Thursday, March 27, 2008

7 Habits of Highly Defective Dating!

1. Dating tends to skip the friendship stage of a relationship.
C.S. Lewis describes friendship as two people walking side by side toward a common goal. Their mutual interest brings them together. In dating romantic attraction is often the cornerstone of the relationship. The promise of dating is “I’m attracted to you; therefore, let’s get to know each other”. The premise of friendship, on the other hand is “We’re interested in the same things; lets enjoy these common interest together.” If romantic attraction forms after developing friendship, it’s an added bonus. Intimacy without commitment is defrauding. Intimacy without friendship is superficial. A relationship based solely on physical attraction and romantic feelings will last only as long as the feelings last.

2. Dating often mistakes a physical relationship for love.
Focusing on the physical is plainly sinful. God demands sexual purity. And he does this because he is holy. He also does it for our own good. Physical involvement can distort two people’s perspective of each other and lead to unwise choices. God also knows well carry the memories of our past physical involvements into marriage. He doesn’t want us to live with guilt and regret. Physical involvement can make two people feel close. But if many people really examined the focus of their dating relationships, they’d probably discover that all they have in common is lust.

3. Dating often isolates a couple from other vital relationship.
Dating is about two people focusing on each other. Unfortunately, in most cases the rest of the world fades into the background. If you’ve ever felt like a third wheel when hanging out with two friends who are dating each other, you know how true this is. In Proverb 15:22 we read “Plans fail for lack of counsel, but with many advisers they succeed.” If we make our decision about life based solely on the influence of one relationship, we’ll probably make poor judgments. The exclusive attention so often expected in dating relationship has a tendency to isolate them from the friends who love them most, family members who know them best, and sadly even God, whose will is far more important than any romantic interest.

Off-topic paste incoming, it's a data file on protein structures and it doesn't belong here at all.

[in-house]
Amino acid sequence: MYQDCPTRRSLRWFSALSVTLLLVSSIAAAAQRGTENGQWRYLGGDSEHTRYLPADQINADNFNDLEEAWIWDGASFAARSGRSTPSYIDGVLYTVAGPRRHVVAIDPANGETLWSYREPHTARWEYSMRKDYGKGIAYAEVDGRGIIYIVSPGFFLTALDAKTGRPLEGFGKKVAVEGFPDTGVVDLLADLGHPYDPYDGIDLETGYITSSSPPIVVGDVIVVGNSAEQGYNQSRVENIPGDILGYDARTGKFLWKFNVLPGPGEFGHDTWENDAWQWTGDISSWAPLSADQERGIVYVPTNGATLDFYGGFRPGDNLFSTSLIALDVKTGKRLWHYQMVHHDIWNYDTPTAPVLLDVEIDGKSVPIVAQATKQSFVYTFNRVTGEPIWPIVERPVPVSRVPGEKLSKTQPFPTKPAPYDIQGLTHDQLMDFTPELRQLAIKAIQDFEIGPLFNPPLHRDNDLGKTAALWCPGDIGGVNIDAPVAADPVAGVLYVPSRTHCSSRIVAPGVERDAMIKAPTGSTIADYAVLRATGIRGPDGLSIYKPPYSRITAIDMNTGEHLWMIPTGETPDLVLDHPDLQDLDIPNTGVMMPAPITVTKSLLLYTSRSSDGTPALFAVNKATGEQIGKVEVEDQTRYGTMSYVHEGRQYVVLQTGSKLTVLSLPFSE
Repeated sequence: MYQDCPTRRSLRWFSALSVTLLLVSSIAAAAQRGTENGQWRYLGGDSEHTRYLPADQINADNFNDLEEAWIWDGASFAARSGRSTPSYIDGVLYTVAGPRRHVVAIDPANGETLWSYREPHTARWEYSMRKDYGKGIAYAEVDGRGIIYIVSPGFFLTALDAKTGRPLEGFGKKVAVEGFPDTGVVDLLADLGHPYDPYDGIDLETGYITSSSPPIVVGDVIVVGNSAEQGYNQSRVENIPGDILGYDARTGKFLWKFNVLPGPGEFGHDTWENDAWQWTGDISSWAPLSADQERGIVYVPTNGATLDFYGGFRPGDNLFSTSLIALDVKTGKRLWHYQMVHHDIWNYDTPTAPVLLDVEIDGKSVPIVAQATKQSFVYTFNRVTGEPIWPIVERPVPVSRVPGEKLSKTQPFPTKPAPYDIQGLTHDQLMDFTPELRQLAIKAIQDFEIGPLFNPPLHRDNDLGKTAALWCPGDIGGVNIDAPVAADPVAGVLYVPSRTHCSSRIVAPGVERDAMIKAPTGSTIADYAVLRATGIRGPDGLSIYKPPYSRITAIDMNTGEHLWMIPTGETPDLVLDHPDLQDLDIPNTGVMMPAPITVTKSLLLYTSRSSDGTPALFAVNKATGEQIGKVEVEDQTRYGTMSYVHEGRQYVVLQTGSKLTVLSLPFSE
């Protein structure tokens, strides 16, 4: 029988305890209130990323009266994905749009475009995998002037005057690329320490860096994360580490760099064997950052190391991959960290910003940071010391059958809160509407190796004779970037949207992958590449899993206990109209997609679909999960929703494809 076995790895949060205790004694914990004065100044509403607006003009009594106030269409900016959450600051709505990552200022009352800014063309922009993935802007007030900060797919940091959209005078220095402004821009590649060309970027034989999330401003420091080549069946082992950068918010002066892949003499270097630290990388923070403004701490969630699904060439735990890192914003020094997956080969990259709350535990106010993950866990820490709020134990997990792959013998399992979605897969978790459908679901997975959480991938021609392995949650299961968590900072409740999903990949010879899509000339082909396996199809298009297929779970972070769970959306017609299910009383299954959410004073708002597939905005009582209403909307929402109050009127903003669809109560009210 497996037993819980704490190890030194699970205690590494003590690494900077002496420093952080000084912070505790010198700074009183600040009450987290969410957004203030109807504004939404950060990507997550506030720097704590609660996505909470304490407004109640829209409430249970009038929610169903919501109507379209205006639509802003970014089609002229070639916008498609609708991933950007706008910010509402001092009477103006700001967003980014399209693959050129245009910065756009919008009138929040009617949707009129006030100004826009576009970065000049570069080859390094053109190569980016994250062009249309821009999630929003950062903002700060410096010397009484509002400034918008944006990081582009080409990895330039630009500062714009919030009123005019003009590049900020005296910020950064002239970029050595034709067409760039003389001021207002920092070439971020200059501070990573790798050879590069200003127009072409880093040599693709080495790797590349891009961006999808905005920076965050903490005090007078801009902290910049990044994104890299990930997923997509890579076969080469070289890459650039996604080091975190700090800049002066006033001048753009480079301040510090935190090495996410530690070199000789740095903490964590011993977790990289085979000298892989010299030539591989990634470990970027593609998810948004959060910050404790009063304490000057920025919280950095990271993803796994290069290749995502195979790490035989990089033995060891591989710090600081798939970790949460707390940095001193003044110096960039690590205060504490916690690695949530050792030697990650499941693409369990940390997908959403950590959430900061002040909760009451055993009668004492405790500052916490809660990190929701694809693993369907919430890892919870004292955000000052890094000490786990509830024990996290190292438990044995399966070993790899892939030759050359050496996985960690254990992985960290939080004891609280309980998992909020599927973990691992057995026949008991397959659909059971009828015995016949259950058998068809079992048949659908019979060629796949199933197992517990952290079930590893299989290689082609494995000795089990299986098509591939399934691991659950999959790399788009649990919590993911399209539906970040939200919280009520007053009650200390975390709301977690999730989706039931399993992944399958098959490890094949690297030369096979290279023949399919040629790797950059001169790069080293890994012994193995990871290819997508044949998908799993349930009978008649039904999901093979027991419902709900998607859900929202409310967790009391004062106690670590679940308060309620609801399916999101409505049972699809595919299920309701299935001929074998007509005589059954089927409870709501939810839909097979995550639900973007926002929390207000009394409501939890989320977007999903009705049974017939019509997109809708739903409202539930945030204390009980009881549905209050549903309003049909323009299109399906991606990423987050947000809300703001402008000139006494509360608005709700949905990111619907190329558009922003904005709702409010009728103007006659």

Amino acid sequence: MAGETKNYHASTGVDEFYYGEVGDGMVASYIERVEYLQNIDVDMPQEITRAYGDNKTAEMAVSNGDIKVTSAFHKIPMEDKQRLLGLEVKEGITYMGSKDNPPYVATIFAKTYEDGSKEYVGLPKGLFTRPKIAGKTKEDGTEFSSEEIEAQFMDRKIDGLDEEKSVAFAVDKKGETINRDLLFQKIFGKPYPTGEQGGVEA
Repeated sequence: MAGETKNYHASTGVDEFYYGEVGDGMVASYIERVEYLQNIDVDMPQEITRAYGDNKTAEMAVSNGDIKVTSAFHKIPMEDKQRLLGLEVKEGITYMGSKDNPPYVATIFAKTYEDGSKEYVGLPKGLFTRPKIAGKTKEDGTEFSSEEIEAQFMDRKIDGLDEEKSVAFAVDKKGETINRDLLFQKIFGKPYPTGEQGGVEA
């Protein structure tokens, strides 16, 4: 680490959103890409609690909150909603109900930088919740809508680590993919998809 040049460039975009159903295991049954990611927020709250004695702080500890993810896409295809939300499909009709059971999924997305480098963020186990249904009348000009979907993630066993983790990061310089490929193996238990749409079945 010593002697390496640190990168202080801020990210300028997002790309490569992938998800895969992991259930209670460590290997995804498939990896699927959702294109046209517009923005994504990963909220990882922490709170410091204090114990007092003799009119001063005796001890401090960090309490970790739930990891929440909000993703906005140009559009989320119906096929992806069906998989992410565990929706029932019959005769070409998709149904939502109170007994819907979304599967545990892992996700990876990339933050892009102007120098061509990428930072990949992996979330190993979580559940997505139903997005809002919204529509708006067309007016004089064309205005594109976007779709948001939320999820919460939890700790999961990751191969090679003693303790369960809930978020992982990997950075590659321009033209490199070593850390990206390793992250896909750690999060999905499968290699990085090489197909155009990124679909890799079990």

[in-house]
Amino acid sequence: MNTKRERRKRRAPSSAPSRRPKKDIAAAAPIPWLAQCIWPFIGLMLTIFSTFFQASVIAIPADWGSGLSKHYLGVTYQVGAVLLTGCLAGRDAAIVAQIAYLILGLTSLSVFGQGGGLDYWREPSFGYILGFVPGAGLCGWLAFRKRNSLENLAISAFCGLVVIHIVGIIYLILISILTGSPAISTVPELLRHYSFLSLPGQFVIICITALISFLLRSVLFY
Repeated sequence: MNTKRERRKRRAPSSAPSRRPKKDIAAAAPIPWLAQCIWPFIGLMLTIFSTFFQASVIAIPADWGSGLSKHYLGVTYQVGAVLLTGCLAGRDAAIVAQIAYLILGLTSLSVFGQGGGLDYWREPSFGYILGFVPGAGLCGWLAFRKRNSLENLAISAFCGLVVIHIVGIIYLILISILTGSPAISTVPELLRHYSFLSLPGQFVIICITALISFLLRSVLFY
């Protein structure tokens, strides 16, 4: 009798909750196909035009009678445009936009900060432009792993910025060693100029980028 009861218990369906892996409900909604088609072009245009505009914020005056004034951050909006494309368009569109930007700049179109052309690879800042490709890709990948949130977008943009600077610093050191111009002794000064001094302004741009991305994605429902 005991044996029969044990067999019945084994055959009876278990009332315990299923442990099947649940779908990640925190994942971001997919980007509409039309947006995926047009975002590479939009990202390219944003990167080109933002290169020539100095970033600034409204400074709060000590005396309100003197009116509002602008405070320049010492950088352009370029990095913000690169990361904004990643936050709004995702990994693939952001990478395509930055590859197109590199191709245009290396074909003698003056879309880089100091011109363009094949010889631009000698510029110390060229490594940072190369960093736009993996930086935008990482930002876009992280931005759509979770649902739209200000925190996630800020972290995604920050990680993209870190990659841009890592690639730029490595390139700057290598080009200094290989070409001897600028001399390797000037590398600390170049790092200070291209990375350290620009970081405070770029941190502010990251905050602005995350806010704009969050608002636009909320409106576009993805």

4. Dating can distract young adults from their primary responsibility of preparing for the future.
One of the saddest tendencies of dating is to distract young adults from developing their God given abilities and skills. Instead of serving in their local church, instead of equipping themselves with the character, education, and experience necessary to succeed in life, many allow themselves to be consumed by the present needs that dating emphasizes. Dating may help you practice a good boyfriend or girlfriend but are these skills we need for marriage? Even if you’re going out with the person you will one day marry, a preoccupation with being the perfect boyfriend or girlfriend now can actually hinder you from being the future husband or wife that person will one day need.

5. Dating can cause discontentment with God’s gift of singleness.
Recreational dating causes dissatisfaction because it encourages a wrong use of this freedom. God has placed a desire in most men and women for marriage. Although we don’t sin when we look forward to marriage we might be guilty of poor stewardship of our singleness when we allow a desire for something God obviously doesn’t have for us yet to rub our ability to enjoy and appreciate what he has given.

6. Dating can create an artificial environment for evaluating another person’s character.
Dating creates an artificial environment for two people to interact in. as a result each person can easily convey an equally artificial image.

7. Dating often become an end itself.
For the man or woman who is ready to get married, the dating scene and the habits it encourages aren’t helpful. It can seem like you’re making something happen but just be getting into holding pattern of one short-term relationship after another.

From the book I Kissed Dating Goodbye of Joshua Harris.

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